For 36 blocks (arranged in rows of 6 x 6) Cut 4 of each color and stack each set of 9 fabrics exactly the same
Each stack gives you 9 finished blocks. Number of blocks per row is up to you! Depending on how many stacks you make, there may be leftovers.

Make note of your 9 fabric squares' order from bottom to top and remember to stack them back in a pile the same way each time you sew the stack. DON'T SHUFFLE THE PIECES MOVED TO THE BOTTOM. LEAVE THEM JUST AS THEY ARE, RIGHT SIDE UP AS THEY WERE STACKED. After they are sewn back together with the stained glass strip, there's a "shuffle the stack" formula that keeps no 2 fabrics alike in each block.
Number of sections "shuffled to the bottom" is different for each step! Fingers crossed I get it right.

Helpful websites I use along the way will be listed here:
Stack n' Slash formula for cutting, re-stacking and slashing again - called Crazy-9 Patch on this blog. Does not include stained glass technique but formula for *slashing/sewing/stacking* (repeat!) should be the same. TESTING. Pretty sure this was the site I went to before when memory failed and 2nd batch of blocks went wrong.

PATTERN: (cutting guide - trial pdf)
Cut 12½ square from a brown paper bag and mark lines as shown. (coming soon!)
More or less. YOUR PATTERN WILL BE UNIQUELY YOURS. Not required to be exact.
Be consistent.

Cut (many!) 1¼ inch strips (width of fabric) for Stained Glass effect.
You'll probably need to straighten the edge of fabric once in a while so the strips don't go wonky on the fold. Width of strips for joining blocks will be wider... we'll deal with those later!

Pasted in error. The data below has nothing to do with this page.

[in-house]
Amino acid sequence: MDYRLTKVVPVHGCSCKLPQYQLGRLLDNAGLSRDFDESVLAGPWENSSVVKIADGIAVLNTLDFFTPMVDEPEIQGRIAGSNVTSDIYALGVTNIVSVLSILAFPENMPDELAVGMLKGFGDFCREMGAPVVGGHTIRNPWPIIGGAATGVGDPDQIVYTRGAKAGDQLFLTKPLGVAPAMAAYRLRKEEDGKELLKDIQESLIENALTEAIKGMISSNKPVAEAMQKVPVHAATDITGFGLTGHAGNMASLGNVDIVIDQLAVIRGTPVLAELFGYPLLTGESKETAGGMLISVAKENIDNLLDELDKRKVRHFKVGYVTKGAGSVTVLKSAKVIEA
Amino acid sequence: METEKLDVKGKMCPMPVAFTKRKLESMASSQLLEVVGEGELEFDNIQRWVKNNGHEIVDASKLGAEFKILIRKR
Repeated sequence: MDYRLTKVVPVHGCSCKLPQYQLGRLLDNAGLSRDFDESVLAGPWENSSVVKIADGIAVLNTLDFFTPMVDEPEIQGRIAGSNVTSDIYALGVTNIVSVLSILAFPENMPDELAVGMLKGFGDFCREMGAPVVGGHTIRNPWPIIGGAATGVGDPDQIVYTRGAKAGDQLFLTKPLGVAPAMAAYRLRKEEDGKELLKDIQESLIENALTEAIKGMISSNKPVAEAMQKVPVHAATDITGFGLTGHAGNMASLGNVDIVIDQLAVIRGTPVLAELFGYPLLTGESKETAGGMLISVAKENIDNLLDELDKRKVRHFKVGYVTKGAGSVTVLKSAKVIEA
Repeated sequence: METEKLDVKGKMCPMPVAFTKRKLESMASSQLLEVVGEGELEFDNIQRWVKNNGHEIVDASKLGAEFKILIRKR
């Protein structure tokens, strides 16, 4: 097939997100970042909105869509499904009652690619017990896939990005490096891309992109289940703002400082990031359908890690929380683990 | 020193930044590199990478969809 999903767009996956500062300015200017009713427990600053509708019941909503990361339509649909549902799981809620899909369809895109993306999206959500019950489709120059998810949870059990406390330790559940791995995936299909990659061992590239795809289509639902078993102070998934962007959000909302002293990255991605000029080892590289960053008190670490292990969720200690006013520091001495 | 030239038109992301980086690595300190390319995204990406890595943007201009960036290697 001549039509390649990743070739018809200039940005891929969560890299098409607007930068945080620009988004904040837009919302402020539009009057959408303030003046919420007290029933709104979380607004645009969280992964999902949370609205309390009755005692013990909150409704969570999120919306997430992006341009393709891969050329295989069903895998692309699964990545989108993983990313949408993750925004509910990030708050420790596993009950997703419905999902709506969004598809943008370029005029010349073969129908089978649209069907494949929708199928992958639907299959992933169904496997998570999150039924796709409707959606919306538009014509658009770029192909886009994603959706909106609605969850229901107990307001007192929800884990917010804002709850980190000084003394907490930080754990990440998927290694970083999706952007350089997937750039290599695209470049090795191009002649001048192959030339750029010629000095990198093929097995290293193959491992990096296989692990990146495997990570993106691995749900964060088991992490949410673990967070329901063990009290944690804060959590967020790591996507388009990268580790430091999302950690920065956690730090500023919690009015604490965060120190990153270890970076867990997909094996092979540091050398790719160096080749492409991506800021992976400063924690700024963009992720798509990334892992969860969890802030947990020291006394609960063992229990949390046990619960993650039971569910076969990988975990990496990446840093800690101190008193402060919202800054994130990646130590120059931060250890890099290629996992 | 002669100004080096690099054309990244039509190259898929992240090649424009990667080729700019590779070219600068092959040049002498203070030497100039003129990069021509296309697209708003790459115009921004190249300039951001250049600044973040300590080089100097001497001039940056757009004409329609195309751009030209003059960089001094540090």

Folding paper pattern along the line you are about to cut and placing on top of the stack helps each cut be more or less the same. DO NOT CUT THROUGH THE PAPER!
It's not necessary for each block to be the same - in fact they will not be. Using the paper guide will show ruler placement to make cuts go faster, making blocks very similar. You can slide the paper away or not but be careful not to cut into it.

You'll be cutting through 9 layers PLUS seam allowances in some instances.  
Use a sharp rotary blade! BE CAREFUL ;)
9 fabrics stacked with cutting guide.

Fold pattern back on line showing where to cut.

Move 1 piece on left from top to bottom.
Sew sections together with strips.
Use guide folded back to cut next slice through all layers.

All 9 layers cut.
Move 2 pieces on right from top to bottom.

Sew sections back together with stained glass strips.

Rotate clockwise one turn.

Place guide as for 1st cut.  3 pieces on left moved from top to bottom. 
Last cut with 6 on right moved to bottom.